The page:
A Man’s World: Is Gender the Key Explanatory Factor Behind the Modelling Tendency in Economics?

mans world

Some time ago I made a remark that the bias toward mathematical modelling in economics might have to do with the male bias of the discipline. More specifically, I argued that models provided a stand-in for the economist’s own person — their ‘I’, as it were. I then went on to write,

Males in contemporary society have a far greater need to assert themselves as static ‘Is’ than females. An attack on models can easily be taken as an attack on one’s masculinity while, more radical still, an attack on modelling in general can be taken as an attack on contemporary representations of masculinity.

I got quite a few comments on this. They were all positive, all from men and all sort of said “oh, I’d never thought of that before — it makes quite a bit of sense”. Well, today I’m going to lay out the argument of the essay that I referenced. It is entitled Explaining Modern Economics (as a Microcosm of Society) and it is by Vinca Bigo.

One or two things before I begin. The essay contains quite a bit of psychoanalytical theory. Nothing too controversial, mostly object relations stuff. But I know that some people will roll their eyes and think that both the author and I are engaged in psychobabble. In other cases I might be inclined to agree. People are all too often ready to use psychological pseudoscience to simply beat up on others — I cringe whenever I hear of particular social groups being designated as ‘narcissistic’ or ‘psychopathic’. But I don’t think that is what Bigo is doing here.

Rather she is trying to understand why (mostly male) economists try to conceive of the world in what can only be described as a fantasmatic way. After all, what is a fantasy if not an act of imagining into being a world or elements of a world that have no real existence? And what is economic modelling if not this? What Bigo is trying to grasp is what emotional needs such fantasies satisfy and why these emotional needs are disproportionately found in males.

Bigo starts off by describing the idea of separation in object relations theory. It runs something like this: when human beings are babies they find it difficult to distinguish between themselves and the external world. This is extremely obvious in that human babies do not even have very sufficient control over their own limbs. Thus, the limits that I perceive on the boundaries of what is me and what is not me — that is, the boundaries between what my mind has control over and what it doesn’t — is not at all clear to human babies.

For this reason human babies psychologically perceive their primary caregiver — usually the mother — as being part of themselves; i.e. as being a component of the world over which they control. They cry for food. Food appears. They cry because they soil themselves. The feeling of being soiled disappears.

When the baby begins to become aware that a separation must take place and that the primary caregiver is actually a different person than themselves — i.e. a foreign Other — anxiety ensues. This is known in object relations theory as ‘separation anxiety’ and although it is a rather unpleasant part of the maturation process it is absolutely essential to the formation of a coherent personality. Indeed, think of the popular cultures jokes about people who never truly navigate this separation — I think here, specifically, of the character Buster in the television show Arrested Development, but this is certainly a comedy archetype.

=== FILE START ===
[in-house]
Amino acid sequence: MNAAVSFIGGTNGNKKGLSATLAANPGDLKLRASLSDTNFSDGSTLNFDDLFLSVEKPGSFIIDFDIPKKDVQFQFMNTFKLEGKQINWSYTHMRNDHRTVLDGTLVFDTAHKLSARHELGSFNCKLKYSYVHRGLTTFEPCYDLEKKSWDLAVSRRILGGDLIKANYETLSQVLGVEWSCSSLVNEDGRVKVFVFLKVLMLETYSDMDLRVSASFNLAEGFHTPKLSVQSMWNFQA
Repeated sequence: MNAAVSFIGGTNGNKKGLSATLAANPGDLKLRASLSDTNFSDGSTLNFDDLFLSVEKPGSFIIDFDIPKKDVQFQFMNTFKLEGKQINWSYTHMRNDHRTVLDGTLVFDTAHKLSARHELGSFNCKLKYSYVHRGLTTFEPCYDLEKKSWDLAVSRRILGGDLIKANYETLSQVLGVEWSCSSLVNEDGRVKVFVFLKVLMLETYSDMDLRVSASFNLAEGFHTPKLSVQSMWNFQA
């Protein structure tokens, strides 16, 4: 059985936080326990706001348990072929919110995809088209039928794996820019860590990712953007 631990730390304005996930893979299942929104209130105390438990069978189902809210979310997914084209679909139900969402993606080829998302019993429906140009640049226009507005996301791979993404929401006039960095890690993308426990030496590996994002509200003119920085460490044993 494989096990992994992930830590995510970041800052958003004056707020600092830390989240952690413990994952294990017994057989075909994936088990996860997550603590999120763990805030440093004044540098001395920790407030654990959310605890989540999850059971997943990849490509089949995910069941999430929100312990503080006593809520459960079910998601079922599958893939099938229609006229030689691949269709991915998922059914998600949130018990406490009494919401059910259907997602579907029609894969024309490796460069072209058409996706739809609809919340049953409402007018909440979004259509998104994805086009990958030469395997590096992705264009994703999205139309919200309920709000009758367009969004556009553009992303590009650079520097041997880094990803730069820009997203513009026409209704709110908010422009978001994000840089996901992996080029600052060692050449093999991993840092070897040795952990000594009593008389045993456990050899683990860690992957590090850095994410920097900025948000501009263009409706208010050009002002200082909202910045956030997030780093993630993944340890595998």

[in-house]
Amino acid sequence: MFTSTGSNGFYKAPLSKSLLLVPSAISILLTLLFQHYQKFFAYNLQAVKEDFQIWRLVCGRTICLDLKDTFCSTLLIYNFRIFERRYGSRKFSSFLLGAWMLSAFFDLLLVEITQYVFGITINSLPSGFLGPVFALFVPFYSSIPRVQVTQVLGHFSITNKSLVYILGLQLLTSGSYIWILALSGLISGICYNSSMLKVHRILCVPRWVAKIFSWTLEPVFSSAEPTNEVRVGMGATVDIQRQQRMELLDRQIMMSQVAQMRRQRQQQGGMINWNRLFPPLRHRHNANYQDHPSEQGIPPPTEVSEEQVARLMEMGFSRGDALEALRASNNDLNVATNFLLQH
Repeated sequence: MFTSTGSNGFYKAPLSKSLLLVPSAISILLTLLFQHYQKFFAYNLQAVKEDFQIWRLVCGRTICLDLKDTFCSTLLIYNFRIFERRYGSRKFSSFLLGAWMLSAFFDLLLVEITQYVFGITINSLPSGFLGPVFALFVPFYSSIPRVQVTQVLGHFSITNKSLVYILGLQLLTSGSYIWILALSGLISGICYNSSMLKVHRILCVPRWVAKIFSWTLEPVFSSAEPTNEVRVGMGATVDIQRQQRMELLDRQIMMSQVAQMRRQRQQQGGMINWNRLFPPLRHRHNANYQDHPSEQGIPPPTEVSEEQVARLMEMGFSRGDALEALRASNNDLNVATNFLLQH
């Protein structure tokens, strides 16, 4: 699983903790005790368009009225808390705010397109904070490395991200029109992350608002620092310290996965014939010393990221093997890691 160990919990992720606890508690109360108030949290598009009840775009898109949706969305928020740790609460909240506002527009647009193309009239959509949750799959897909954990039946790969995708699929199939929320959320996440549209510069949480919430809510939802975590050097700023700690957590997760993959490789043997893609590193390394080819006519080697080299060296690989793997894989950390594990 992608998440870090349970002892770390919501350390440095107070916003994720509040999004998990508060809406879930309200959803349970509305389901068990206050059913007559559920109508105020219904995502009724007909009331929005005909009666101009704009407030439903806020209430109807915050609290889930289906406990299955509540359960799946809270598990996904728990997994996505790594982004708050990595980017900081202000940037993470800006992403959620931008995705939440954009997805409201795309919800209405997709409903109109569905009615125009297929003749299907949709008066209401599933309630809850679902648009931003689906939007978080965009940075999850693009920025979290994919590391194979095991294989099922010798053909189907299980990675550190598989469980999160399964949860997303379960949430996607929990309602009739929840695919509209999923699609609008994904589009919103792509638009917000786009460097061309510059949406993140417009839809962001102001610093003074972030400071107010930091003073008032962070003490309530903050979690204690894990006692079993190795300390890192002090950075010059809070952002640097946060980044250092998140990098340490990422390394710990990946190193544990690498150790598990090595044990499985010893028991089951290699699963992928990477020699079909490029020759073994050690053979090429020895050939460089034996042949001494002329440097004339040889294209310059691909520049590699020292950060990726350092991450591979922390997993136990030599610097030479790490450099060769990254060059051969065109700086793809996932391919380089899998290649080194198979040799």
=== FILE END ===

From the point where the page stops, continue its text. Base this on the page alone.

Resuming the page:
Bigo notes that as the baby matures it often finds what are known as ‘transitional objects’. That is, objects of affection — like teddy bears or beloved rugs — that allow the child to feel like they have some control over something resembling a primary caregiver. In psychoanalytical theory such objects are manifestations of defences against anxiety. This is all quite normal so far as development goes but there are cases in which children develop fantasy reactions against such anxiety. Fantasies of omnipotence — especially concerned with the predicting of the future — are, as Bigo notes, quite common in this regard.

Anyway, Bigo goes on to apply this to the modellers. She claims that their rejection of non-modelling economics is a sort of rejection of the Other and their desire for depiction is a defence against an anxiety associated with Uncertainty. This is where I disagree with Bigo. I don’t think that there is anything particularly pathological going on here — although I think that the underlying issues are pretty much in line with what she is talking about.

She thinks that mathematical modelling is about excluding non-mathematical approaches. I think that this is only secondary. The primary reason it is so importance is because it reestablishes a relationship of total control. Much like in the case of a transitional object, a mathematical model builds a little world, a closed system, over which the modeller is omnipotent. What results therefrom is first and foremost a fantasy of control.

Again, this is not pathological per se. After all, something similar is going on when adults play with model trains sets or engage in stamp collection. These activities are in no way pathological provided they are not causing the person psychological pain — as might happen if the person became overly obsessive about stamp collection. But they are activities that probably have their roots in some sort of transitional object relation.